Third: someone willing to be in alignment.

To get people moving in the same direction and in the same way may mean firstly identifying misalignments and then creating realignment.  When the tires on your car are aligned regularly, they last longer and give a safer and more comfortable ride.

When it comes to the people on my team to fight MND, I have to first address the misalignment that “I’m just going to surrender and wave the white flag.”  NO WHITE FLAGS on my team thank you very much.

We will acknowledge the reality but we will not give into it as having the final say.  When it comes to new assistive technology, it’s about bringing me more freedom, not less. I’m not afraid to adopt early suggestions from OTs, but the reason must be for longevity and freedom to live. The motivation for incorporating this technology is not because of a disability but because it will give me greater ability.  It’s only a small alignment in thinking. And it makes a big difference to me.

Fourth: someone who makes me feel good.

I’m not afraid to say that I want people in my life who make me feel good.  They are good for my mind and emotions.  When I have an appointment with my neurologist, naturopath, counsellor or doctor, I want to like them and their attitude.

God calls us to a life of loving those who don’t show that same love back, but that doesn’t mean we have to rely on them to help us fly, so to speak.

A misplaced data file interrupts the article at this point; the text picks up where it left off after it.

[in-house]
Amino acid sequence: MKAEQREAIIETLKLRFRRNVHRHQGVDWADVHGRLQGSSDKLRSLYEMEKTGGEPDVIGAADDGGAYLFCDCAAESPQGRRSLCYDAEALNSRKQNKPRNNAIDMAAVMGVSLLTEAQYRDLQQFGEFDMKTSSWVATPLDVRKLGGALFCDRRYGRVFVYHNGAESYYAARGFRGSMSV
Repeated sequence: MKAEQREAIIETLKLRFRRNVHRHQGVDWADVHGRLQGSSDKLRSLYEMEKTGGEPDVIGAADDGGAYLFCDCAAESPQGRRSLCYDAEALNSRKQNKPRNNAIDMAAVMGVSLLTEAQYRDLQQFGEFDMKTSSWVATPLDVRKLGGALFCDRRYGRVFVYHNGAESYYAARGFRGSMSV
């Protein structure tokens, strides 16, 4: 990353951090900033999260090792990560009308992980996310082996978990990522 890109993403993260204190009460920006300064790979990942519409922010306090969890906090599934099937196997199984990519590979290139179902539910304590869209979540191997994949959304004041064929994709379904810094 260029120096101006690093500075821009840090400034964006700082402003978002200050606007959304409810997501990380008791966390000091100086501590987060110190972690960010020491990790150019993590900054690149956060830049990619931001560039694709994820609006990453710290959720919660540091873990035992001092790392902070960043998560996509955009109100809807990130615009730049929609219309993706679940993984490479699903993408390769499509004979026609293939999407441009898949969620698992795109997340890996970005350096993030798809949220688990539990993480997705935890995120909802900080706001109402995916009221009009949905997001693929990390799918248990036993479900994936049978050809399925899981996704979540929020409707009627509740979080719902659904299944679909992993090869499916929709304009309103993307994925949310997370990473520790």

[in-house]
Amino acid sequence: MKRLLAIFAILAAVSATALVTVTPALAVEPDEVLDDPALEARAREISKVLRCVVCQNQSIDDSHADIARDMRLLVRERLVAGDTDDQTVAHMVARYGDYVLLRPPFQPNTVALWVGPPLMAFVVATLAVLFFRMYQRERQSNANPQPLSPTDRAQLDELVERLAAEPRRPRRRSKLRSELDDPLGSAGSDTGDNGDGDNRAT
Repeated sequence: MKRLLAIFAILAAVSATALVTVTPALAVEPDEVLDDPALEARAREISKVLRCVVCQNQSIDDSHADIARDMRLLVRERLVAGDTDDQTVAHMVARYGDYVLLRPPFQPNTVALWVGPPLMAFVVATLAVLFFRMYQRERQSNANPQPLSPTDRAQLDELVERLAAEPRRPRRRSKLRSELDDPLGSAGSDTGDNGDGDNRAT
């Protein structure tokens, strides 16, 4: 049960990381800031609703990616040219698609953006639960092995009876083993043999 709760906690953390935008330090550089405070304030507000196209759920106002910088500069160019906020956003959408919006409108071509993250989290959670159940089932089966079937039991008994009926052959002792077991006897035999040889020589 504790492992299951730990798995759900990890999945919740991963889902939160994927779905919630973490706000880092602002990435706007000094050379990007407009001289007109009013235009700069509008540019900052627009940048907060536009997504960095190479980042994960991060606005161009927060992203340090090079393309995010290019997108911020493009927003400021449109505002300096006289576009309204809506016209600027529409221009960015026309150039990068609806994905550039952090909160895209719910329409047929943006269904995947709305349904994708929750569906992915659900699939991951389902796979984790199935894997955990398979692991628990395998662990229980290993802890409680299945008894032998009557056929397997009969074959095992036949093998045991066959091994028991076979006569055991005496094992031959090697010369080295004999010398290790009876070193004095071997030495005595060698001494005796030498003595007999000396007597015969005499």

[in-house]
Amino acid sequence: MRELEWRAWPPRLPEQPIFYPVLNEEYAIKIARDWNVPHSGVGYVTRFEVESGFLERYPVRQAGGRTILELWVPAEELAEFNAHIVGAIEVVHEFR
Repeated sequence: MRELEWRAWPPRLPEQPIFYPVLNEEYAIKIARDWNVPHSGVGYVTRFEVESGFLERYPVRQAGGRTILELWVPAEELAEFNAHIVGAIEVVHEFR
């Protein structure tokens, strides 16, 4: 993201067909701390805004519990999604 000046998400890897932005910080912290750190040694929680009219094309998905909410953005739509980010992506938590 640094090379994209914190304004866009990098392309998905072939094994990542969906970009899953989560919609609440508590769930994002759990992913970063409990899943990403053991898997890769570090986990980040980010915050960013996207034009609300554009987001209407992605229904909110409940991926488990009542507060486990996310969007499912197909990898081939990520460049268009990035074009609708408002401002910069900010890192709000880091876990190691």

In hard times, you will need people you like. You may not want to necessarily holiday with them but you can honestly say that they are a nice person.

If you are thinking, “well I don’t know any nice people,” then maybe you need to start being nice. Nice attracts nice.

Fifth: someone of faith and courage

I want people on my team who can see beyond today’s limitations, someone who is not satisfied with the status quo, someone who finds better ways of doing things.

I want my team to be courageous enough to tell me when it’s not safe for me to drive, but at the same time, keep me driving for as long as I can.

People who encourage are people who put courage in.  It’s not just by their words, but by a sense of their being.  Sometimes, it is just knowing that they are with you. The net is made stronger and bigger by them being there.

There you have it:  five things I look for in people I do life with.  Who knows, it may just be part of the puzzle that keeps me going to fight MND.


It’s all good


Single, Married, Sick, Healthy, Rich, Poor? Discover how to live with happiness.

Last week I was telling my psychologist how frustrating the changes in my body are. The simple things, like I have to wait for one of my sons to come over to carry salt to the swimming pool.

She said, “change will happen, sometimes we must learn to live with change being the new normal”.